Remembering The Five-Cylinder Concept That Became The Honda S2000

The S2000 may be famous for its high-revving inline-four engine, but the 'SSM' concept that spawned it had an extra cylinder under the bonnet...

Remind me later
The late-model Honda S2000 I drove recently lived up to my lofty expectations
The late-model Honda S2000 I drove recently lived up to my lofty expectations

Having at last sampled a Honda S2000 for the first time not so long ago, there was one standout part of the car that kept me smiling for days to come. I’m talking, perhaps predictably, about the 2.0-litre inline-four and its heroic 9000rpm red-line.

Revving that 240bhp right the way up to its lofty ceiling is a joy unmatched by any other inline-four I’ve ever experienced, and indeed many other engines with more exotic layouts. But the concept that spawned the S2K had something a little different under the bonnet: an inline-five.

The Honda SSM would serve as a preview for the S2000
The Honda SSM would serve as a preview for the S2000

The Honda SSM (Sport Study Model) made its grand debut at the 1995 Tokyo Motor Show. Far from a production-ready concept, it featured a plethora of outlandish details like a complete lack of a roof and separate ‘pods’ for the driver and passenger. The low-slung headlights are an odd look, too.

But for all its quirky and unrealistic details, it’s still instantly recognisable as a relative of the S2000. The exterior proportions are uncannily similar, and the S2000’s cockpit would even take elements of the SSM’s wraparound driver’s ‘pod’, including a fancy digital dashboard.

Under the long, smooth bonnet was a 2.0-litre, 20-valve naturally-aspirated inline-five engine, shown in the promotional video above to have a slightly less zingy 8000rpm red-line. It was hooked up to… an automatic gearbox. Not much of an issue today where brutally efficient autos are fast becoming the norm for performance cars, but this was 1995, remember, when ‘slushboxes’ really lived up to that nickname.

The ‘box in question was derived from the ‘F-Matic’ transmission used at the time in the NSX, albeit packing five speeds rather than four. You could swap cogs yourself, however, using a little shift lever.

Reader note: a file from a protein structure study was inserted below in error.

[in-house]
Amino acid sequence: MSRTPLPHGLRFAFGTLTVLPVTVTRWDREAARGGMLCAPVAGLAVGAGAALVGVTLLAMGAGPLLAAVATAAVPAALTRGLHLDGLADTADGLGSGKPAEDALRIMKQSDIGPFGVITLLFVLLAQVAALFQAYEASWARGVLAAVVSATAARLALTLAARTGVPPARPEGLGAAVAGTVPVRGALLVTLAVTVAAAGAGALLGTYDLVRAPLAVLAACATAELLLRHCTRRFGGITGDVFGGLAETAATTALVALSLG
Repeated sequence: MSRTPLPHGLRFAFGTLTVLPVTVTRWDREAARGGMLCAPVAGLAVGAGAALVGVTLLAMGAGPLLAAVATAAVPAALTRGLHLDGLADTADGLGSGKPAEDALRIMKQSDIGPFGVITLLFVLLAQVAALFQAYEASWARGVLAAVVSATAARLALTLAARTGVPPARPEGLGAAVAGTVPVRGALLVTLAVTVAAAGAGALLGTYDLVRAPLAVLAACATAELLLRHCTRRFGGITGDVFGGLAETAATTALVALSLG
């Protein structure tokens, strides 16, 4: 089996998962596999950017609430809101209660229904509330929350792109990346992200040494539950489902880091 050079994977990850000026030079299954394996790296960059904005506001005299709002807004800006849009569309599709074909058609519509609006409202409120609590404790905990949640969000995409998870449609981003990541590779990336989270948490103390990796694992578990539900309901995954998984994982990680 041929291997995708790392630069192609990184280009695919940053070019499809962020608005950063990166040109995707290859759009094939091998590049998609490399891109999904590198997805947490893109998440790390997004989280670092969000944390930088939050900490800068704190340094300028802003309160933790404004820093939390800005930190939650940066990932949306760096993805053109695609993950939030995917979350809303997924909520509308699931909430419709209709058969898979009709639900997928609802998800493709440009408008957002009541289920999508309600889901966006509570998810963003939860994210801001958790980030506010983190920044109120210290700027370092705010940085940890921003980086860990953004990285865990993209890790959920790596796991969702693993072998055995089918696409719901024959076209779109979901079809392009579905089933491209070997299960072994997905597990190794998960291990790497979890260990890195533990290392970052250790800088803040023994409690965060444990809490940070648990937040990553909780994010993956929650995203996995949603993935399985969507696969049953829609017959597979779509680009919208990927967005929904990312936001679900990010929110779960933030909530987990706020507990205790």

Honda - Remembering The Five-Cylinder Concept That Became The Honda S2000 - Car History

The gearbox wasn’t the only thing the SSM borrowed from the NSX, and thankfully, the next element engineers pilfered from the supercar was a more welcome addition: the front and rear aluminium double wishbones.

The 1995 Tokyo show wouldn’t be the SSM’s only public appearance. It went on to be showcased by Honda on multiple occasions over the next few years, almost as though the Japanese company was teasing the world, much as it would later seem to do with the second-generation NSX.

Honda - Remembering The Five-Cylinder Concept That Became The Honda S2000 - Car History

Thankfully, those yearning for a new Honda S car were finally rewarded for their patience when a production version dubbed ‘S2000’ arrived in 1999. Styled by Daisuke Sawai - the same guy behind the SSM - it was extensively toned down, losing the cockpit enclosures, the huge rear diffuser, and the outlandish rollover hoops, but the shape - particularly from the front three-quarter view - remained much the same.

Honda - Remembering The Five-Cylinder Concept That Became The Honda S2000 - Car History

Crucially, it kept a front/rear double wishbone suspension setup. The 2.0-litre inline-five became that 2.0-litre inline-four I was waxing lyrical about earlier, mated to a six-speed manual gearbox, rather than an auto. A decision that worked out rather nicely, because the S2000 has one of the best manual shifts of any car in automotive history.

It’s been nine years since that car went out of production, and although rumours of a successor crop up from time to time, the rather limited current sports car market makes such a machine seem unlikely. Then again, Honda did bring out that S2000-like Vision Gran Turismo concept last year, so who knows - perhaps the story of the SSM might be repeated, and in three or so years we might see a production version. Or perhaps we’re just thinking wishfully.